Tom Hodgkinson: Lusty friars trick credulous ladies into shagging them by pretending to be the Archangel Gabriel

 

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People have completely the wrong idea about the Middle Ages. In the popular imagination, it is an era of bad teeth, short lives, no anaesthetic, religious intolerance, the suppression of women, rampant superstition, boring food and recurrent plagues. But this caricature is very wide of the mark. In actual fact it was an intellectually lively period that was playful, sophisticated and enormous fun. And if the 14th-century Florentine writer Boccaccio is to be believed, it was pretty relaxed when it comes to sex.

I've been reading Boccaccio's Decameron over the past few weeks. Written in around 1350, when there was a plague in Europe, it is a collection of 100 short stories. They are very readable, very funny and most of them involve shagging. The set-up is that seven young men and women have quit the city of Florence to escape the plague, and to while away the time, they tell each other stories. The first thing to observe is that they drink much spiced wine, eat dainty dishes and take a siesta every day. It's a leisurely life. After their morning meal, they dance, sing and play games in the various gardens in which they find themselves.

Pretty much all the stories they tell involve love and sex. And the men and women are equally up for it. Nuns shag gardeners, abbots shag serving girls, lonely wives shag their neighbours while their knightly husbands are away, lusty friars trick credulous ladies into shagging them by pretending to be the Archangel Gabriel. (Boccaccio believed the clergy to be completely hypocritical.)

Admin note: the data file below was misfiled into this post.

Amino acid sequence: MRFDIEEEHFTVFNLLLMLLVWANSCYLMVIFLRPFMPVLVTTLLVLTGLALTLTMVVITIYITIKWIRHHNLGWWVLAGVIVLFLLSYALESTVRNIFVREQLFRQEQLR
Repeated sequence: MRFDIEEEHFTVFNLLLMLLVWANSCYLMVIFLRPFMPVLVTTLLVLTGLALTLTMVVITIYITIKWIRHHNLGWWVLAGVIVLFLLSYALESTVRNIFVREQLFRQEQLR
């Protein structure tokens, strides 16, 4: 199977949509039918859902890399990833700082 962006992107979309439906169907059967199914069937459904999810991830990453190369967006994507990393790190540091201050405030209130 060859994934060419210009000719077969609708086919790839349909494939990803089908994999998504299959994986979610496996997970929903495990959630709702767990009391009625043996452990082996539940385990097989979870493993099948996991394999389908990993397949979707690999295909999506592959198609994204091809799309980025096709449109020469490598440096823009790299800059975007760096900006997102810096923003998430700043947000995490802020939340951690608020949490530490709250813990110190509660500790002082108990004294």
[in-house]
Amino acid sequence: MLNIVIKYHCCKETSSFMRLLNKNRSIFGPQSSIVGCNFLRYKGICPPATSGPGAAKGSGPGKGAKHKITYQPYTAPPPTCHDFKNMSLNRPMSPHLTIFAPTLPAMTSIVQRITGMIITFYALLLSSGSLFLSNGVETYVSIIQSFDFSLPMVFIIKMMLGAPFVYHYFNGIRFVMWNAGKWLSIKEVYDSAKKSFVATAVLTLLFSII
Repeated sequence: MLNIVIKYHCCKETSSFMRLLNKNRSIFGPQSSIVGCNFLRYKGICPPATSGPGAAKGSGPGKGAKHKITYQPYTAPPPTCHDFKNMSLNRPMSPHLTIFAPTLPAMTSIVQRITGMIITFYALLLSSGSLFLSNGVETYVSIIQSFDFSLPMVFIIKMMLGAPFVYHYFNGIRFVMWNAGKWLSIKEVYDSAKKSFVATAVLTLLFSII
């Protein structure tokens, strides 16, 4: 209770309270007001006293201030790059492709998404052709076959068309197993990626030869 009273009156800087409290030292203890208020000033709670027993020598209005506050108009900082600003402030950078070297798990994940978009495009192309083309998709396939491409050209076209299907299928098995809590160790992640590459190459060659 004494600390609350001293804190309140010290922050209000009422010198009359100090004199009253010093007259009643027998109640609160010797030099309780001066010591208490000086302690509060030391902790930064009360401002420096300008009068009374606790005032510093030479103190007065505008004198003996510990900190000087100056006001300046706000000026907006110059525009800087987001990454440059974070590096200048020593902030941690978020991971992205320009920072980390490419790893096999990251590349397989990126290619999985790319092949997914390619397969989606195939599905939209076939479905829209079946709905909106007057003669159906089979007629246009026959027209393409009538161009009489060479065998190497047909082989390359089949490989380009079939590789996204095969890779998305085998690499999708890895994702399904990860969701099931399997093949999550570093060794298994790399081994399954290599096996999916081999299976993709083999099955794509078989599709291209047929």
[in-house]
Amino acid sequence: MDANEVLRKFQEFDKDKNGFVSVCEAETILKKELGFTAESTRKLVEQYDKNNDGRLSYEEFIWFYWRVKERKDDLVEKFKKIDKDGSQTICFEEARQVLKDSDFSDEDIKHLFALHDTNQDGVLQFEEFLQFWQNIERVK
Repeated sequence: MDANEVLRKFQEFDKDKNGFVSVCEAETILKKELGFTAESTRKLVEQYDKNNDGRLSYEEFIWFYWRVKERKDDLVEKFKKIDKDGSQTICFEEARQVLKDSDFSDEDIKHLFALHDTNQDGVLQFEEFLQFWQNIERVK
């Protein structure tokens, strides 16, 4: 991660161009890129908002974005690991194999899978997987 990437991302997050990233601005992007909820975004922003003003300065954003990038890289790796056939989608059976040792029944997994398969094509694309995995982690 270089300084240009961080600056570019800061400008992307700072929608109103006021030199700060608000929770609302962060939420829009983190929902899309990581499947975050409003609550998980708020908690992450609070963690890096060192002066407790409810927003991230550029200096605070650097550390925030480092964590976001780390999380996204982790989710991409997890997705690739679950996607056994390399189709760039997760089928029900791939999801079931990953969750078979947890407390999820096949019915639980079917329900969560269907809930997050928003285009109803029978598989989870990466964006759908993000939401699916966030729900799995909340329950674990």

A frequent problem is a young wife saddled with an older husband who appears not to be able to do it very often, leaving his wife frustrated. One such new wife is heartily disappointed with her husband's performance straight after their marriage. "On the first night he only managed to come at her once in order to consummate the marriage, and even then he very nearly fell out of the game before it was over."

He then appears to take some form of medieval Viagra the next morning: "He had to swallow down vernaccia, energy-tablets and various other restoratives to pull himself round." This husband, a prissy judge, tells his wife that they are not allowed to have sex on any of the many holy days of the year, "much to the chagrin of his lady, whose turn came round once a month at most". Luckily for the lady, she is kidnapped by a virile pirate called Paganino, who pays less regard to the holy days than her hubby: "So effective were the consolations he provided, that before they had reached Monaco, the judge and his laws had faded from the lady's memory, and life with Paganino was a positive joy."

The sex scenes are delicately but humorously done, and always insist on the mutual joy of the couples in question. Here is a typical example: "They then enfolded one another in a blissful embrace, and partook of the greatest pleasure that Love can supply, repeating the experience several times over until they unwittingly fell asleep in each other's arms."

I was delighted to discover in another of these ribald tales that surgical operations were performed under anaesthetic. A doctor examines a patient's gangrenous leg and decides he will have to remove the affected bone to prevent amputation. "Realising that the invalid would be unable to withstand the pain unless he were doped beforehand, the doctor issued a special prescription providing for the distillation of a certain liquid which he intended to administer to the patient in order to put him to sleep for as long as the pain and the operation were likely to last."

Giovanni Boccaccio was a banker's son. His father tried and failed to get this bookish type going on a career in both banking and law. A proto-feminist and lover of strong women, in 1374 he wrote a book called De Mulieribus Claris, which told the life stories of 106 famous women. He died at the age of 62. While on holiday near Florence this summer, I read a few of the stories out loud to the assembled company. It was great fun. It's a shame that we don't read out loud to each other any more. I'd urge everyone to go out and get the Penguin Classics translation of the Decameron and start honing your oratorical skills.

Tom Hodgkinson is editor of 'The Idler'

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